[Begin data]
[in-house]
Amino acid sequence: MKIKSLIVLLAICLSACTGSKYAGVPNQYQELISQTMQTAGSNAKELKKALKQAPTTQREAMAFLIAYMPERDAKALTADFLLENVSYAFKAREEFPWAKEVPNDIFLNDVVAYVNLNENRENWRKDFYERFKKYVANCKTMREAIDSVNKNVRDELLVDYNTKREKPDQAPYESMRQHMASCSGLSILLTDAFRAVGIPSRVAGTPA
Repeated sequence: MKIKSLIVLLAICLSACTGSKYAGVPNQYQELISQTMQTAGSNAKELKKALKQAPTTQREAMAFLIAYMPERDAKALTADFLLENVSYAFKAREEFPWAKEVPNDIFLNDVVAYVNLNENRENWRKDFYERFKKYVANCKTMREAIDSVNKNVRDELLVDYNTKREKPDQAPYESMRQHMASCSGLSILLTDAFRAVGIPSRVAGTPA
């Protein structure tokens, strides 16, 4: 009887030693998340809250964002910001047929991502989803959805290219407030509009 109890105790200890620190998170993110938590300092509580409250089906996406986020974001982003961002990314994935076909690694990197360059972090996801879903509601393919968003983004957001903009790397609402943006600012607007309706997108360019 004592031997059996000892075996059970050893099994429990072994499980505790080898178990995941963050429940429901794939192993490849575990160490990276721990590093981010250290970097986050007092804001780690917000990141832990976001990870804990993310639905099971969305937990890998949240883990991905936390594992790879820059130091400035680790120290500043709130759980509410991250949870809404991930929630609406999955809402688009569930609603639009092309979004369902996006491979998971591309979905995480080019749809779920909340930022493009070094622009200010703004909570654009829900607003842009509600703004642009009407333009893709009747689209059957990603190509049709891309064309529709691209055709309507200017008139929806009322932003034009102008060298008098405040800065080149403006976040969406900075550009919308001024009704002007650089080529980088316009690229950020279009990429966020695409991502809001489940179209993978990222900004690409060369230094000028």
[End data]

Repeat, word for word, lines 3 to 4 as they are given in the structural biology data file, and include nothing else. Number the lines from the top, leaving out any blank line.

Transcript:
Repeated sequence: MKIKSLIVLLAICLSACTGSKYAGVPNQYQELISQTMQTAGSNAKELKKALKQAPTTQREAMAFLIAYMPERDAKALTADFLLENVSYAFKAREEFPWAKEVPNDIFLNDVVAYVNLNENRENWRKDFYERFKKYVANCKTMREAIDSVNKNVRDELLVDYNTKREKPDQAPYESMRQHMASCSGLSILLTDAFRAVGIPSRVAGTPA
């Protein structure tokens, strides 16, 4: 009887030693998340809250964002910001047929991502989803959805290219407030509009 109890105790200890620190998170993110938590300092509580409250089906996406986020974001982003961002990314994935076909690694990197360059972090996801879903509601393919968003983004957001903009790397609402943006600012607007309706997108360019 004592031997059996000892075996059970050893099994429990072994499980505790080898178990995941963050429940429901794939192993490849575990160490990276721990590093981010250290970097986050007092804001780690917000990141832990976001990870804990993310639905099971969305937990890998949240883990991905936390594992790879820059130091400035680790120290500043709130759980509410991250949870809404991930929630609406999955809402688009569930609603639009092309979004369902996006491979998971591309979905995480080019749809779920909340930022493009070094622009200010703004909570654009829900607003842009509600703004642009009407333009893709009747689209059957990603190509049709891309064309529709691209055709309507200017008139929806009322932003034009102008060298008098405040800065080149403006976040969406900075550009919308001024009704002007650089080529980088316009690229950020279009990429966020695409991502809001489940179209993978990222900004690409060369230094000028």